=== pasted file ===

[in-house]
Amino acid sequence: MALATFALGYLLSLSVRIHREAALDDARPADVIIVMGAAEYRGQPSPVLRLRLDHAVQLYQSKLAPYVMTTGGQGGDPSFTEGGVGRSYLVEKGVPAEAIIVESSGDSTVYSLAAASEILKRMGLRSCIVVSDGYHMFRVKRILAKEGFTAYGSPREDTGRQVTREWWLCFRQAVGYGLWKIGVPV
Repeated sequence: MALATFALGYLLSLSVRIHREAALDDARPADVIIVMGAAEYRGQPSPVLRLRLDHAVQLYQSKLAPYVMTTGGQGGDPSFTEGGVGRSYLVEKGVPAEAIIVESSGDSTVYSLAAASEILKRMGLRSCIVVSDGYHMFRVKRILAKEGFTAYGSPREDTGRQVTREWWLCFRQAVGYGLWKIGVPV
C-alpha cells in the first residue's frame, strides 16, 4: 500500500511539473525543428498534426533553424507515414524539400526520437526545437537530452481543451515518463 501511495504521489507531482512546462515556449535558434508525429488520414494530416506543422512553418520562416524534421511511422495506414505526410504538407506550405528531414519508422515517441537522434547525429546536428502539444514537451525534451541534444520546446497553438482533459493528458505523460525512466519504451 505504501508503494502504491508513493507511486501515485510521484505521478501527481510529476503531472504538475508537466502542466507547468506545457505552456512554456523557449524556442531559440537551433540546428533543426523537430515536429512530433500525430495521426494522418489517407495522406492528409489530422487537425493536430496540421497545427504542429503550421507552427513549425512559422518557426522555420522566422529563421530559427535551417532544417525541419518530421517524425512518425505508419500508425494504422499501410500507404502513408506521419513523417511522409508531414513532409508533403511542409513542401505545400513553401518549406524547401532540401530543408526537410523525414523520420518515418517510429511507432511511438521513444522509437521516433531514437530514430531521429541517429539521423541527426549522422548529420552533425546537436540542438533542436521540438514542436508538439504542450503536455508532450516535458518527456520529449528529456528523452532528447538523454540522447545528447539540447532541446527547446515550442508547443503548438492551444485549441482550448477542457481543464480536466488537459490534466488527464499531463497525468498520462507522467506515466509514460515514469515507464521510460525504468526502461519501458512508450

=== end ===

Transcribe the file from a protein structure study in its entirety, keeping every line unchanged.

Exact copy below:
[in-house]
Amino acid sequence: MALATFALGYLLSLSVRIHREAALDDARPADVIIVMGAAEYRGQPSPVLRLRLDHAVQLYQSKLAPYVMTTGGQGGDPSFTEGGVGRSYLVEKGVPAEAIIVESSGDSTVYSLAAASEILKRMGLRSCIVVSDGYHMFRVKRILAKEGFTAYGSPREDTGRQVTREWWLCFRQAVGYGLWKIGVPV
Repeated sequence: MALATFALGYLLSLSVRIHREAALDDARPADVIIVMGAAEYRGQPSPVLRLRLDHAVQLYQSKLAPYVMTTGGQGGDPSFTEGGVGRSYLVEKGVPAEAIIVESSGDSTVYSLAAASEILKRMGLRSCIVVSDGYHMFRVKRILAKEGFTAYGSPREDTGRQVTREWWLCFRQAVGYGLWKIGVPV
C-alpha cells in the first residue's frame, strides 16, 4: 500500500511539473525543428498534426533553424507515414524539400526520437526545437537530452481543451515518463 501511495504521489507531482512546462515556449535558434508525429488520414494530416506543422512553418520562416524534421511511422495506414505526410504538407506550405528531414519508422515517441537522434547525429546536428502539444514537451525534451541534444520546446497553438482533459493528458505523460525512466519504451 505504501508503494502504491508513493507511486501515485510521484505521478501527481510529476503531472504538475508537466502542466507547468506545457505552456512554456523557449524556442531559440537551433540546428533543426523537430515536429512530433500525430495521426494522418489517407495522406492528409489530422487537425493536430496540421497545427504542429503550421507552427513549425512559422518557426522555420522566422529563421530559427535551417532544417525541419518530421517524425512518425505508419500508425494504422499501410500507404502513408506521419513523417511522409508531414513532409508533403511542409513542401505545400513553401518549406524547401532540401530543408526537410523525414523520420518515418517510429511507432511511438521513444522509437521516433531514437530514430531521429541517429539521423541527426549522422548529420552533425546537436540542438533542436521540438514542436508538439504542450503536455508532450516535458518527456520529449528529456528523452532528447538523454540522447545528447539540447532541446527547446515550442508547443503548438492551444485549441482550448477542457481543464480536466488537459490534466488527464499531463497525468498520462507522467506515466509514460515514469515507464521510460525504468526502461519501458512508450